Under Kieszkowski — or Stu Dawrs? can’t recall — the Weekly ran an article about polyamory, in which several people explained why they were involved in the practice of sharing lovers. Try imagining that piece in, say, The Honolulu Advertiser or MidWeek.

Curt wrote several stories on Walter Ritte and Molokai, and one I recall in particular looked at efforts to restore the islands fishponds. I had never before thought why sustainability was important, or thought that others were actually doing something about it.

That kind of reporting — intimate, provocative, necessary — continued far past my time at the Weekly. What stands out for me in recent years are things like Adrienne LaFrance doggedly calling all the members of the state House of Representatives to find out where they stood on civil unions. The Weekly‘s last editor, Mindy Pennybacker, deserves credit for helping the paper finish strong, distinguished by award-winning reporting on GMOs.

How much of all this can be credited to Laurie I can’t say. Certainly, she allowed her editors great freedom, and a workspace and environment to foster creativity. Her own interests leaned toward food and culture and the arts, areas where the Weekly has also excelled.

I recall two incidents worth citing that, frustratingly, helped me understand her editorial interests.

On Sept. 11, 2001 — a Tuesday and the day when the Weekly used to be put to bed — she opposed Curt’s idea to leave the Honolulu Diary page blank save for a brief memoriam. As I recall, she did not think the paper should have said anything at all in that issue.

The other incident came in a debate over a Best of Honolulu cover. The production and editorial staff favored a photo of a man eating a bowl of noodles. Laurie, however, had already contracted for an illustration, in the tradition of “Best of” covers.

Both incidents angered her staff. She relented in the first, stood firm in the second.

My second big lesson about the Weekly: It was her paper, not anyone else’s, no matter how much it inspired some sense of community ownership.

Business Model

Honolulu Weekly ended primarily because advertising could no longer support it. There are multiple reasons for that; former Editor Ragnar Carlson (no relation to Laurie) wrote a pretty thorough explanation of why in a 2009 cover story.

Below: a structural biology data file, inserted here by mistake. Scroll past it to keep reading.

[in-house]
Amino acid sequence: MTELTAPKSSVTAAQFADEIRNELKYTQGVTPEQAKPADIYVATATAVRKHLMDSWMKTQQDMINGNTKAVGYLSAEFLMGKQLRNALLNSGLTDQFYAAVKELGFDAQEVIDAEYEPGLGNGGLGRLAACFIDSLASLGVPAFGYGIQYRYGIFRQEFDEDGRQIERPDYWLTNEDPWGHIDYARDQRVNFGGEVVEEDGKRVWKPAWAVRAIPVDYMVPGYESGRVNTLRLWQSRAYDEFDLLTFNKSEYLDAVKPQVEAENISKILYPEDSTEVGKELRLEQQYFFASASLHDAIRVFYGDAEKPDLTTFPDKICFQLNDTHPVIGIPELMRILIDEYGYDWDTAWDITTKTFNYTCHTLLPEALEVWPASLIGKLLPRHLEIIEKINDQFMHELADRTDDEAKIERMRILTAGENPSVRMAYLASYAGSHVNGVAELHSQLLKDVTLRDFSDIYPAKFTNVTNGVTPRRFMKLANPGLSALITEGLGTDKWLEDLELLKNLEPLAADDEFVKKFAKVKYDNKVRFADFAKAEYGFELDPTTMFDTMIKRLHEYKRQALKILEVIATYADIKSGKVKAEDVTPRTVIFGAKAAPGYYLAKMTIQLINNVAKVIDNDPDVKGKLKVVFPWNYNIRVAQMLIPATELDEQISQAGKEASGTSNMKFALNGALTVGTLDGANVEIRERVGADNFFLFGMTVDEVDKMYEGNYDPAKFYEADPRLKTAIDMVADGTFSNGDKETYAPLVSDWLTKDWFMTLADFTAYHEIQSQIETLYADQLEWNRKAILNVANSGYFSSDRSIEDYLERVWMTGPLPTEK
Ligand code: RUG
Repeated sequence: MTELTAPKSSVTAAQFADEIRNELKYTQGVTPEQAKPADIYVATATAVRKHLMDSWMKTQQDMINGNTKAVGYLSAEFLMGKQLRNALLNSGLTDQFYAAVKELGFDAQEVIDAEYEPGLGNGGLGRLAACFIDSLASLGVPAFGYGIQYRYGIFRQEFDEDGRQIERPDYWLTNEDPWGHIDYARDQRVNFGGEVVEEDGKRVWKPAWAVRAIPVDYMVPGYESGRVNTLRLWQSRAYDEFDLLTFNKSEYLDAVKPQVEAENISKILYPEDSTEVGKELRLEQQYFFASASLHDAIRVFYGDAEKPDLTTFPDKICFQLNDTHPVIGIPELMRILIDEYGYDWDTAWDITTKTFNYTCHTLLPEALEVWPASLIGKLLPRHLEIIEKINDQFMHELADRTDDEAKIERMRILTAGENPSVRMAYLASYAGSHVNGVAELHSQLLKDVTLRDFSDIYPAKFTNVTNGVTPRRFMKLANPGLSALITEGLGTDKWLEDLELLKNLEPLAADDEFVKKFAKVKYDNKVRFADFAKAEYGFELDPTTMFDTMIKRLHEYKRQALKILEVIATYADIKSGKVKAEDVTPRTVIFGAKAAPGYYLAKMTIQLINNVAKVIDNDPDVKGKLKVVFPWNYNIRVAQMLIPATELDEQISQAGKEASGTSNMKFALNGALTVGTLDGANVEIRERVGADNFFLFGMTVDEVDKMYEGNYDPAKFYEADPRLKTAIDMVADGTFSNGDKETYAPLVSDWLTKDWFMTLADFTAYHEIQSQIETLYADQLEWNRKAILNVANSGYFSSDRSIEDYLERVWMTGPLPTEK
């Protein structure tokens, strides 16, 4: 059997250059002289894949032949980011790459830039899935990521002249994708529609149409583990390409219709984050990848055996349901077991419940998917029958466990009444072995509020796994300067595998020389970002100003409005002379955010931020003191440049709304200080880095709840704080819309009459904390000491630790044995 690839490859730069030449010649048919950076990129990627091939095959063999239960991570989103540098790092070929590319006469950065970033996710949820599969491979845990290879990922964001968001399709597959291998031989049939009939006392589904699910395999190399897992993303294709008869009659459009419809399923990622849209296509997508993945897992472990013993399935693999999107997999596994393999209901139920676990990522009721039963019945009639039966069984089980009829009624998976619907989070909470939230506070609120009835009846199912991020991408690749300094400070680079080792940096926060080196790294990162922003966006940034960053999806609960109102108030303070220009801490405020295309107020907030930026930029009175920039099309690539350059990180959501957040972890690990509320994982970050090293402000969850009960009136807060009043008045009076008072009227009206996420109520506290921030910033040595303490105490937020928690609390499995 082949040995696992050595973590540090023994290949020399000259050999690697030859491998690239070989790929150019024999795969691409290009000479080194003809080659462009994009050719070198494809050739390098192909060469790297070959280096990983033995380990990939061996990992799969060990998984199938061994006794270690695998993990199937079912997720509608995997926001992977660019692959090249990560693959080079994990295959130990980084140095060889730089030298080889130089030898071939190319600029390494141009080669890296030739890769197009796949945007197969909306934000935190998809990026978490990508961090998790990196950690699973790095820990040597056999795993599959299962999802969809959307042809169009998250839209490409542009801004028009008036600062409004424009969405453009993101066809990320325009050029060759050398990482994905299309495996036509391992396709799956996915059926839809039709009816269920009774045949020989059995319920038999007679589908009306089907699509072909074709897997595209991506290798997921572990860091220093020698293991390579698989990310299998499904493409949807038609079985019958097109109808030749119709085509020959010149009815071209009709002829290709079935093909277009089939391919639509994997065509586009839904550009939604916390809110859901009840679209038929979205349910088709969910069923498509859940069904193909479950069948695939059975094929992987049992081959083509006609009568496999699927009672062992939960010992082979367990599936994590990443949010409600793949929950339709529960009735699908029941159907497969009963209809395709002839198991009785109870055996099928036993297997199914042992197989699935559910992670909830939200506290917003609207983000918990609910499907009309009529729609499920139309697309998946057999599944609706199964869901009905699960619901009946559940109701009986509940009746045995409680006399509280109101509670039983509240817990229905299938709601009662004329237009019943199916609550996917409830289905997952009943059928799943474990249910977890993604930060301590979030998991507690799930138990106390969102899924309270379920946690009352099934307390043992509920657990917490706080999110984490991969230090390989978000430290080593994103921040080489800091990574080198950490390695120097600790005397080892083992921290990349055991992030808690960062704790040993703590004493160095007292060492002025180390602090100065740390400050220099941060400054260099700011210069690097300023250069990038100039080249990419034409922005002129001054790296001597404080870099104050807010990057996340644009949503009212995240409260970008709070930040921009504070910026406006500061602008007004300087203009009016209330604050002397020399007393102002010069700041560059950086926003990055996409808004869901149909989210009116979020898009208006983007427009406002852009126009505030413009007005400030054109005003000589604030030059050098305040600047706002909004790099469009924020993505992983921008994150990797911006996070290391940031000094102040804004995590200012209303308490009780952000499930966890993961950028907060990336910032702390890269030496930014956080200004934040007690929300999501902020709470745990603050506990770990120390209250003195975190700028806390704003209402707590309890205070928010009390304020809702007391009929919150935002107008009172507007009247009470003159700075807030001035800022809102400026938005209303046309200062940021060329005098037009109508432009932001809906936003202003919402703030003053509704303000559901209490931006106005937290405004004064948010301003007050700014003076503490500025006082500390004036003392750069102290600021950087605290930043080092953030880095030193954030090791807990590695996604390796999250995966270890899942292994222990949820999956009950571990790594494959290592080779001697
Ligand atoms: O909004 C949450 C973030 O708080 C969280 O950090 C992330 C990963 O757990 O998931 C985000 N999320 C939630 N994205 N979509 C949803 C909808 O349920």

I don’t know enough about advertising revenue to comment on the financials of the Weekly. I do know that Laurie went through ad reps like toilet paper, and many of them had harsh things to say about the way she handled accounts.

Civil Beat

Old media.

She also attempted to branch out, buying that Big Island paper I mentioned earlier. The idea was to look to possible expansion to Maui and Kauai.

Hawaii Island Journal published from 2005 to 2008 under Laurie, and those familiar with HIJ argue that she managed it poorly. Defenders say she was done under by the Big Island’s newspaper monopoly.

Still, Laurie was a successful businesswoman in a media industry still dominated by men. She had an eye for identifying talent; former Weekly staffers can be found prospering today at publications like Honolulu Civil Beat and Hana Hou!

Though stingy, Laurie was often generous with her staff. One memorable example: She arranged for a masseuse once a week, usually the day after publishing. As with many deals, the trade was in exchange for ad space.

Now the red box stands empty. Pennybacker wrote an item in Huffington Post last week explaining that “the editorial team is seeking investors to help us start up, perhaps afresh and under a new name.”

As for Laurie, I don’t know what she’ll do next. But I am grateful to her for the opportunity to have worked at Honolulu Weekly. I’ll let her have the last word here, taken from her own farewell in the June 5 issue:

It has been a good run — 23 years of publishing in a city that needed (and still does) an occasional kick in the okole.